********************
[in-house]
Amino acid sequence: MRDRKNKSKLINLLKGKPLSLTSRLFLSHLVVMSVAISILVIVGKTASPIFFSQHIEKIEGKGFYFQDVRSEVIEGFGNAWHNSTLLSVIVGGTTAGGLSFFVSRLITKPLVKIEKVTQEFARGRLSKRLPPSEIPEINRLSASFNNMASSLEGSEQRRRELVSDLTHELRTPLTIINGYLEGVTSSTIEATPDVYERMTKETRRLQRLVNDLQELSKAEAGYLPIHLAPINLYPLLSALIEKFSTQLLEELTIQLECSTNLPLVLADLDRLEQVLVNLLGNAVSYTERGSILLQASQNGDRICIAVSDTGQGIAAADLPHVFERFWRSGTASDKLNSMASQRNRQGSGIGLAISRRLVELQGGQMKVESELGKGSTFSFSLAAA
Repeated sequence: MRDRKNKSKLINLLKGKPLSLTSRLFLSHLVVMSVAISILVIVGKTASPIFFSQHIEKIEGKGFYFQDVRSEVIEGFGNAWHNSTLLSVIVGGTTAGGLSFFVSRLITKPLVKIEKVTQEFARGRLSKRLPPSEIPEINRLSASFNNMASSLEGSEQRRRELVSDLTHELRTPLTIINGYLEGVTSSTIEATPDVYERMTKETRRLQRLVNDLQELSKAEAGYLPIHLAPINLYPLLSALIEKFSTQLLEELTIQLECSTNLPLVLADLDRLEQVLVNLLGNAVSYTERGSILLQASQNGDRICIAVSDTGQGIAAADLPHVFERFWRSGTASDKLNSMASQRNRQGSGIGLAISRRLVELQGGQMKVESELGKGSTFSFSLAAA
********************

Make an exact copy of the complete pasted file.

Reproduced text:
[in-house]
Amino acid sequence: MRDRKNKSKLINLLKGKPLSLTSRLFLSHLVVMSVAISILVIVGKTASPIFFSQHIEKIEGKGFYFQDVRSEVIEGFGNAWHNSTLLSVIVGGTTAGGLSFFVSRLITKPLVKIEKVTQEFARGRLSKRLPPSEIPEINRLSASFNNMASSLEGSEQRRRELVSDLTHELRTPLTIINGYLEGVTSSTIEATPDVYERMTKETRRLQRLVNDLQELSKAEAGYLPIHLAPINLYPLLSALIEKFSTQLLEELTIQLECSTNLPLVLADLDRLEQVLVNLLGNAVSYTERGSILLQASQNGDRICIAVSDTGQGIAAADLPHVFERFWRSGTASDKLNSMASQRNRQGSGIGLAISRRLVELQGGQMKVESELGKGSTFSFSLAAA
Repeated sequence: MRDRKNKSKLINLLKGKPLSLTSRLFLSHLVVMSVAISILVIVGKTASPIFFSQHIEKIEGKGFYFQDVRSEVIEGFGNAWHNSTLLSVIVGGTTAGGLSFFVSRLITKPLVKIEKVTQEFARGRLSKRLPPSEIPEINRLSASFNNMASSLEGSEQRRRELVSDLTHELRTPLTIINGYLEGVTSSTIEATPDVYERMTKETRRLQRLVNDLQELSKAEAGYLPIHLAPINLYPLLSALIEKFSTQLLEELTIQLECSTNLPLVLADLDRLEQVLVNLLGNAVSYTERGSILLQASQNGDRICIAVSDTGQGIAAADLPHVFERFWRSGTASDKLNSMASQRNRQGSGIGLAISRRLVELQGGQMKVESELGKGSTFSFSLAAA